This isn’t about offense – no one has a right to not be offended. This is about a proper separation of religion and government that attempts to rectify the marginalizing of non-Christian religious and secular citizens of this secular nation.

Our Governor doesn’t have to check his religion at the door when he takes office, no one does, but they do need to make an honest attempt to represent all of their constituents and that means that there are some limits on the potential entanglements between the person and the office.

When Gov. Perry wrote terrible things about secularists in his book about the Boy Scouts, I didn’t object on the grounds of church-state separation (which Amanda Knief has encouraged me to start referring to as separation of religion and government, and I concur), I merely objected as a voter who is saddened that our governor not only doesn’t care to fairly represent his secular constituents, but actively despises them. The same isn’t necessarily true when he declares a day of prayer and fasting for rain (on a side note, the prayers didn’t bring rain…but a massive atheist convention in Houston just a few months later, seemed to do the trick.)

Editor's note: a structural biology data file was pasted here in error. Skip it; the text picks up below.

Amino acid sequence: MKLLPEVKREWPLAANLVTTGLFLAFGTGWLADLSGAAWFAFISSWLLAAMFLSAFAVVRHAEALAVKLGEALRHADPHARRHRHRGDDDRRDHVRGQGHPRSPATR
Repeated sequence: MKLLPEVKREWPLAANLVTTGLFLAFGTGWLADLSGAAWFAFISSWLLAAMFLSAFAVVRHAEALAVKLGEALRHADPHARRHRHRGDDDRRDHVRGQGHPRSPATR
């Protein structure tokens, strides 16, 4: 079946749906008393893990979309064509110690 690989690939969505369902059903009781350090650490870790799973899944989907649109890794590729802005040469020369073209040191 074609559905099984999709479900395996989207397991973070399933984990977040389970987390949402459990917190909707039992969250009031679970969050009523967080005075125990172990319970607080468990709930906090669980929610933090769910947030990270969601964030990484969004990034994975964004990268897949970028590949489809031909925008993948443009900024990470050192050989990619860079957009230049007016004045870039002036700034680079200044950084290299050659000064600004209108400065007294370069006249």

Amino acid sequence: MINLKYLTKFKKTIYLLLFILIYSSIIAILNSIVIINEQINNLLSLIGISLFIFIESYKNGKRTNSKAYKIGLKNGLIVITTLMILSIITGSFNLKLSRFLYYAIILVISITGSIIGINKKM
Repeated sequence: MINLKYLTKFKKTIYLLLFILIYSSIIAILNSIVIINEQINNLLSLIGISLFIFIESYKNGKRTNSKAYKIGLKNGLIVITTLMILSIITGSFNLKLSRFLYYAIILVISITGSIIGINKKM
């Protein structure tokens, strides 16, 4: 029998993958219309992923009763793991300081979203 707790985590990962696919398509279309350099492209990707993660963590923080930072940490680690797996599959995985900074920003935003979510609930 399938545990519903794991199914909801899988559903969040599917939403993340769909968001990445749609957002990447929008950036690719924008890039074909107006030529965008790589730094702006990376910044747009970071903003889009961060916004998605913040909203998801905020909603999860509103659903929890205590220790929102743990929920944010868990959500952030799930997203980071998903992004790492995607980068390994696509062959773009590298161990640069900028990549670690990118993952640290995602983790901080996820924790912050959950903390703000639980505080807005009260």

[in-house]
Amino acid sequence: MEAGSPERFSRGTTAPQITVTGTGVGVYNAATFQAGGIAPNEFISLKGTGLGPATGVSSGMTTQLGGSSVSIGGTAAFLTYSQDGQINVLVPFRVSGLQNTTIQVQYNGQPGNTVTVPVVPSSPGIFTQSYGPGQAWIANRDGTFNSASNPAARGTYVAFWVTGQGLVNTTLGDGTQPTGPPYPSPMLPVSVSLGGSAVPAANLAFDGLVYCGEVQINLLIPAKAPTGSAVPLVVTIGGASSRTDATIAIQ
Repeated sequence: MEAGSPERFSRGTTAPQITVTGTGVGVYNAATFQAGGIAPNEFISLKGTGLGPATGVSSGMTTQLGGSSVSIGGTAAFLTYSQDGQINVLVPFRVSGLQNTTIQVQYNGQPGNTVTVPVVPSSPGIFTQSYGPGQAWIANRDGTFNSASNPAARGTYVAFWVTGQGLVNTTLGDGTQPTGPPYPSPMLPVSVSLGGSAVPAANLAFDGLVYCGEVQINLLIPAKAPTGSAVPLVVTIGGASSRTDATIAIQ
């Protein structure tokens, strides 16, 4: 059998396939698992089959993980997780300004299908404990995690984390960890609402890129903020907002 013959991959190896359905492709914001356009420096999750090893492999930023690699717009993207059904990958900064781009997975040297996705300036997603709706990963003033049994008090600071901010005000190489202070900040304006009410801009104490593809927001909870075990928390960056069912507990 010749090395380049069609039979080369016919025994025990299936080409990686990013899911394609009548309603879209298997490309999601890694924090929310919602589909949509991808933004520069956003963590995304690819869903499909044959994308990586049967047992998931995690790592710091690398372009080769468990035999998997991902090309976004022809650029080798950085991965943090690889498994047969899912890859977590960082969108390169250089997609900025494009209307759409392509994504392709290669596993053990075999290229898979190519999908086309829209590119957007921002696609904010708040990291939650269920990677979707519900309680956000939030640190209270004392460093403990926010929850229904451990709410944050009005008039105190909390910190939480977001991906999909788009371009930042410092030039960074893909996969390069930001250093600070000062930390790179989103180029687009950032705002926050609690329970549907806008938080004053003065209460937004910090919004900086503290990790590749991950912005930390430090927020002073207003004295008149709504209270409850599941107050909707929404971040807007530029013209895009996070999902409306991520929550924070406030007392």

It’s no surprise that he wrote this while supporting the Boy Scouts. As a private organization, they can – and do – discriminate against atheists and homosexuals. They have that right, though they shouldn’t be permitted public funds or favors for their Jamboree while exercising their constitutionally protected bigotry.

Regarding the proselytizing cheerleaders, I keep hearing that the claim is that they paid for the banner and the school has no right to encroach on their free speech rights. Well, those cheerleaders have school-sanctioned outfits that they have to wear when they’re cheering and I’ll bet the school would trample all over their free speech right to dye the skirt to the opposing team’s colors or to wear a bikini top and body paint that read, ‘our faculty sucks’. I’ll also bet that their free speech rights would be halted by the school if those banners had profanity and racist comments on them. I’m pretty sure I could pick some Bible verses that wouldn’t be implicitly improved by the school. So let’s stop pretending that this is about free speech or free expression. They’re representatives of their school and the school explicitly or implicitly approves the message they convey.

They’re free to bring their banner out on the street. They can stand here on the steps of the Capitol (provided they schedule the space) and raise their banner – no matter what it says – and preach until they’re blue in the face.